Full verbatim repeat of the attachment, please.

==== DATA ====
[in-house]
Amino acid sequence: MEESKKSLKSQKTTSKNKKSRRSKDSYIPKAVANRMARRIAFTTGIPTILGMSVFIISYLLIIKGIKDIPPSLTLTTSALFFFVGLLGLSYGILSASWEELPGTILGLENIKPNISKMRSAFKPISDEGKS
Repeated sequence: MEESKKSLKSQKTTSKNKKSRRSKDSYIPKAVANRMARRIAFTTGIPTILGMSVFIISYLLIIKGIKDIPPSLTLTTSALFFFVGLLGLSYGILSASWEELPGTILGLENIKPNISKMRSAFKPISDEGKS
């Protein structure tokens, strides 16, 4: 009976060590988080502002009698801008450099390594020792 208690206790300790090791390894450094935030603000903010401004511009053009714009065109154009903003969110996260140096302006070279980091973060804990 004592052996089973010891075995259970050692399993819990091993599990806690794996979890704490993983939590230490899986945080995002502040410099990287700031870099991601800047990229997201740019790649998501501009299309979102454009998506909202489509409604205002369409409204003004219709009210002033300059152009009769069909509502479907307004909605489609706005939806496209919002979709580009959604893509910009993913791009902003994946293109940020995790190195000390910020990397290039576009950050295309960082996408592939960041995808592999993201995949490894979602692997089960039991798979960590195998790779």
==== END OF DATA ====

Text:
[in-house]
Amino acid sequence: MEESKKSLKSQKTTSKNKKSRRSKDSYIPKAVANRMARRIAFTTGIPTILGMSVFIISYLLIIKGIKDIPPSLTLTTSALFFFVGLLGLSYGILSASWEELPGTILGLENIKPNISKMRSAFKPISDEGKS
Repeated sequence: MEESKKSLKSQKTTSKNKKSRRSKDSYIPKAVANRMARRIAFTTGIPTILGMSVFIISYLLIIKGIKDIPPSLTLTTSALFFFVGLLGLSYGILSASWEELPGTILGLENIKPNISKMRSAFKPISDEGKS
């Protein structure tokens, strides 16, 4: 009976060590988080502002009698801008450099390594020792 208690206790300790090791390894450094935030603000903010401004511009053009714009065109154009903003969110996260140096302006070279980091973060804990 004592052996089973010891075995259970050692399993819990091993599990806690794996979890704490993983939590230490899986945080995002502040410099990287700031870099991601800047990229997201740019790649998501501009299309979102454009998506909202489509409604205002369409409204003004219709009210002033300059152009009769069909509502479907307004909605489609706005939806496209919002979709580009959604893509910009993913791009902003994946293109940020995790190195000390910020990397290039576009950050295309960082996408592939960041995808592999993201995949490894979602692997089960039991798979960590195998790779």